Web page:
3. Biblical, Scriptural Reading, and/or uplifting Spiritual writings

For a Catholic, the choices are abundant, but when in doubt, it’s best to check that the sources you read are in conformity with Catholic teaching. Your Bible for instance will note on the first pages the phrase, Nebi/ Obstat, indicating that a Catholic theologian has examined the book and finds nothing objectionable. The word “Imprimatur” tells you a Catholic bishop has given his ’stamp of approval’. If you carefully listen to the Word of God at Mass, to the daily/weekly Lectionary (Readings, Psalms, the Gospels over a 3-year period), you will be well grounded in Scripture. However, there are still plenty of books in the Bible to explore not covered by the Lectionary. From Genesis to the Book of Revelations, the Bible is a “library’, a collection of books inspired by the Holy Spirit. But just as you wouldn’t try to read all the books of a physical library from one shelf to the next, it is best to ‘break open’ the particular book you have chosen by taking into account the context, history and other aspects. Following a Bible-in-a-Year program can be helpful. Journaling what your have read can also be very useful. If you wish to begin simply however, take up a chapter of the Proverbs each day in a month of 31 days. At the end of the month you will have completed the Book of Proverbs!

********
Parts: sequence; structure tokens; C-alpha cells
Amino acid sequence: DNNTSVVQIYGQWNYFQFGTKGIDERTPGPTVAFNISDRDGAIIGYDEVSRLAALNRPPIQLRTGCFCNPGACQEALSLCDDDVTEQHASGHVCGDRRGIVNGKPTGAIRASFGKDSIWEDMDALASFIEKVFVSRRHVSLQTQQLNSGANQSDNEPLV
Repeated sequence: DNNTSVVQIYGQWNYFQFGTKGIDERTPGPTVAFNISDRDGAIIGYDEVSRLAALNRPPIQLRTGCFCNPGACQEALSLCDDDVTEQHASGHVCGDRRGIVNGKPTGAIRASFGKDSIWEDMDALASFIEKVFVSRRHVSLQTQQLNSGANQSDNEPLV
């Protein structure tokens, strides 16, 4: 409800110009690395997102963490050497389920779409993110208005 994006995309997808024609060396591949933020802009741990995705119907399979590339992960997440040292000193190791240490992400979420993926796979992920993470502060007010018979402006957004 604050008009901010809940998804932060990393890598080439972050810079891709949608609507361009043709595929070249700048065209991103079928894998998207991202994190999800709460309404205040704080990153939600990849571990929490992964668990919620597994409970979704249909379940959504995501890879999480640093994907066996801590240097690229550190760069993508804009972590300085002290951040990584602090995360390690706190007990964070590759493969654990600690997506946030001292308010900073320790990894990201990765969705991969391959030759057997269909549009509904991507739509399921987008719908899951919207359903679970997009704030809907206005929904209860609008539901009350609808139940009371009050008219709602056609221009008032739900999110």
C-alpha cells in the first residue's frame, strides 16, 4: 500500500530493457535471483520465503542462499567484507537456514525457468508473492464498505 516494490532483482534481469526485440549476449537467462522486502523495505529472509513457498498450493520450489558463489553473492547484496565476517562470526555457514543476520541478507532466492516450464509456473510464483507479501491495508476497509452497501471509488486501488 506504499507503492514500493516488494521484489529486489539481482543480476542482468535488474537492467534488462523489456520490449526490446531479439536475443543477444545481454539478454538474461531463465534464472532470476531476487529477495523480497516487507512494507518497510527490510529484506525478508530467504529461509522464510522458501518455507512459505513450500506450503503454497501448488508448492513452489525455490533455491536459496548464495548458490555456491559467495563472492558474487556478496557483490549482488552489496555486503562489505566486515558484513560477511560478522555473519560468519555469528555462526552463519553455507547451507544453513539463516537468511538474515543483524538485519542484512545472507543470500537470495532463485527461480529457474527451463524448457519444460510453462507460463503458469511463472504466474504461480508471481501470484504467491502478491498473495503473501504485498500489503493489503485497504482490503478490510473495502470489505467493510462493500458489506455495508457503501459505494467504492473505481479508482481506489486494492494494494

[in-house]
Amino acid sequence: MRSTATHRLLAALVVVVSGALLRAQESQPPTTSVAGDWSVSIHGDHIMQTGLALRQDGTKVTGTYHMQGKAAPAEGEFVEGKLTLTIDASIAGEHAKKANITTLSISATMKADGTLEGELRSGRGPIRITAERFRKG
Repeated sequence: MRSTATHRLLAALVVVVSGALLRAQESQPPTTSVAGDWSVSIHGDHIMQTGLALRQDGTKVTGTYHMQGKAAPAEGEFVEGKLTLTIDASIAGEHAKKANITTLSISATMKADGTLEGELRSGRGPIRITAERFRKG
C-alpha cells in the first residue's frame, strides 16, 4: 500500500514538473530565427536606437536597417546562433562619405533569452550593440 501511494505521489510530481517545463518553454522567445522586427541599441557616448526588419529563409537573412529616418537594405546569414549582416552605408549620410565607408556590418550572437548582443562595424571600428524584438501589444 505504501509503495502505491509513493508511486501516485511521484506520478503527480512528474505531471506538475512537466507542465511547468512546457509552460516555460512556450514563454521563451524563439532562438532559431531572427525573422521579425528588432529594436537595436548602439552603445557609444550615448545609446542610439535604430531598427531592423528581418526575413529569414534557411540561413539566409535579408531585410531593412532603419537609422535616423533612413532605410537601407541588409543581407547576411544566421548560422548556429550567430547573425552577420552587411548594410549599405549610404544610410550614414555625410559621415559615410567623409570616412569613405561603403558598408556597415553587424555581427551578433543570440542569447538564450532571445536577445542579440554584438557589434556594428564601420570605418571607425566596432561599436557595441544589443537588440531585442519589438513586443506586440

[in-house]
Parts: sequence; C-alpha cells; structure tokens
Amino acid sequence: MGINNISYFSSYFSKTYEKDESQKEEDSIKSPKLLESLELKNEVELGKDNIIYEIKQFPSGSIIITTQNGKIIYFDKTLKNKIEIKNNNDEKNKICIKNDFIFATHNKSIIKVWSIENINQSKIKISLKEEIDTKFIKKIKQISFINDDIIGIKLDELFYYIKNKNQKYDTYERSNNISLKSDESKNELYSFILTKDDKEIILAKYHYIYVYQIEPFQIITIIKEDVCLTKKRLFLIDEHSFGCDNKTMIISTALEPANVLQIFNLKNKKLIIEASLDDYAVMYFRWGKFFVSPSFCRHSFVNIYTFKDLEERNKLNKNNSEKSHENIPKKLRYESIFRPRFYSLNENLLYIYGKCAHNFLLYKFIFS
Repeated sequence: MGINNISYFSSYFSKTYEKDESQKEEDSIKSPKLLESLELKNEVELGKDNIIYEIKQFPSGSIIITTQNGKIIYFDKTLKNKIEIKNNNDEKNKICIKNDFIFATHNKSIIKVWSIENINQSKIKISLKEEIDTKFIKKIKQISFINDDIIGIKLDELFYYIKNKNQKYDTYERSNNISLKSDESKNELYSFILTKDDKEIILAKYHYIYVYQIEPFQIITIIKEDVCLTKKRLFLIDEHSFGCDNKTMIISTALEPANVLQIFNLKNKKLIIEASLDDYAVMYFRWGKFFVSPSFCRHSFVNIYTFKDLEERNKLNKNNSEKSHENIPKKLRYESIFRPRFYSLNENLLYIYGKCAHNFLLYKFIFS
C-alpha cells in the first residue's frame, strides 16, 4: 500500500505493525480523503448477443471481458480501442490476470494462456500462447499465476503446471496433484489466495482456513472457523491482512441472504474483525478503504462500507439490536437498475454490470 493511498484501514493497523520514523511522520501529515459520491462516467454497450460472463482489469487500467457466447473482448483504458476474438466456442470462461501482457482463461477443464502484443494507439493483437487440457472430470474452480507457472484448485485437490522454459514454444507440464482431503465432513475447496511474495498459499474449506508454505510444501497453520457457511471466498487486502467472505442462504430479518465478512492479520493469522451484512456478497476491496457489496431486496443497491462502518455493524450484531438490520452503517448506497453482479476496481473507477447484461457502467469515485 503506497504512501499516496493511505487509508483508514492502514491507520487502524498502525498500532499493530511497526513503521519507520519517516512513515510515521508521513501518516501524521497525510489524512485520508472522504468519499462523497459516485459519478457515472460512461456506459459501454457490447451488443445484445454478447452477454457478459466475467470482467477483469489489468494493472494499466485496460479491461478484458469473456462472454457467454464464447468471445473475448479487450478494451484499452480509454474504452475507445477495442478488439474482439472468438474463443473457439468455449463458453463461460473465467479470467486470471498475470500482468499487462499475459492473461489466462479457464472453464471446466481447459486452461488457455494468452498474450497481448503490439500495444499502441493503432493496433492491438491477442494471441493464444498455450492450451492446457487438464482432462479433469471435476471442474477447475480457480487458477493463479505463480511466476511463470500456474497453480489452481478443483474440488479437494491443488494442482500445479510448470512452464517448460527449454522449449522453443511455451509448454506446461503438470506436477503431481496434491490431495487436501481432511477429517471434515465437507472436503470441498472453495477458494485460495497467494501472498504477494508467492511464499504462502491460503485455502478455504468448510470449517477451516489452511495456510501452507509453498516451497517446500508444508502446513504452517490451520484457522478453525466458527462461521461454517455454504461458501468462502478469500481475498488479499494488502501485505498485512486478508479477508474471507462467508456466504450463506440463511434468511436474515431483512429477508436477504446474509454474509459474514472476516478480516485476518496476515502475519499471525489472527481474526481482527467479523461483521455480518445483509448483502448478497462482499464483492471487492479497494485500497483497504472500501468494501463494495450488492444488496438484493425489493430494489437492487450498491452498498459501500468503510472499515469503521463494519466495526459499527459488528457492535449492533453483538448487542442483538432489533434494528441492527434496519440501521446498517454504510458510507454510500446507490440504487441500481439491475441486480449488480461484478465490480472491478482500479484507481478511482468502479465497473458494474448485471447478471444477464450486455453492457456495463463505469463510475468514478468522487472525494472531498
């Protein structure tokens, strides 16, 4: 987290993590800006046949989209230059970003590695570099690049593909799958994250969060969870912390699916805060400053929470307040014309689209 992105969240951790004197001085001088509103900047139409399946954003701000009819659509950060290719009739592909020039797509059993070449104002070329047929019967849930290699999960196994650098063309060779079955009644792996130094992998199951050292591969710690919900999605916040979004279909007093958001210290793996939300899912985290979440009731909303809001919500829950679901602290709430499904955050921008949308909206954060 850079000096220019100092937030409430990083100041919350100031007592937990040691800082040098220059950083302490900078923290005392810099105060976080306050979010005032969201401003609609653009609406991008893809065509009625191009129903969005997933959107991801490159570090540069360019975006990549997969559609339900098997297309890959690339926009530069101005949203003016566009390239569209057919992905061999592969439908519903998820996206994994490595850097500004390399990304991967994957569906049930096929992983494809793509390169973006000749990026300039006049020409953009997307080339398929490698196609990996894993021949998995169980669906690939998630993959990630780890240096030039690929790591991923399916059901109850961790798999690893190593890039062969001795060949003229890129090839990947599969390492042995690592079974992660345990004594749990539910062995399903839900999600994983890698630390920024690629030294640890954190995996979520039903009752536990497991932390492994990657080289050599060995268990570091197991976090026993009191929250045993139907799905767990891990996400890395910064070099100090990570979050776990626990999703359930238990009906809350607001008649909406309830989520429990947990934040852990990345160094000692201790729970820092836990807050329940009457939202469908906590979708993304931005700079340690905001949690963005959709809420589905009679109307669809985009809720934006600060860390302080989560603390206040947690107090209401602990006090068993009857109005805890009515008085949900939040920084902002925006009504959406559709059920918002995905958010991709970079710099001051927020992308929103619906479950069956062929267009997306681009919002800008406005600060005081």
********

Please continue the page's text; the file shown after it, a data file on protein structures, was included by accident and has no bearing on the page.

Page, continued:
Aside from Sacred Scripture, or following the 3-Year Lectionary, there is an inexhaustible collection of Catholic writings, Encyclicals, Lives of the Saints stories, etc. that are inspirational and written at many levels of understanding. You also don’t have to limit your experience to only reading, since there are many great Catholic audio books/podcasts and Catholic movies to learn more about your Faith. With our parish subscription to you can choose various topics such as the Sacraments, Eucharistic Revival, Children and Youth programs, feature movies of Saints, Te Chosen and more. Finally, know that in a very real sense, “you are what you read” and remember the expression, “the eyes are the windows to the Soul”. Make every attempt to nourish yourself with a solid Catholic understanding of our Faith, not only to sustain yourself, but to provide enlightenment to everyone with whom you meet in your day.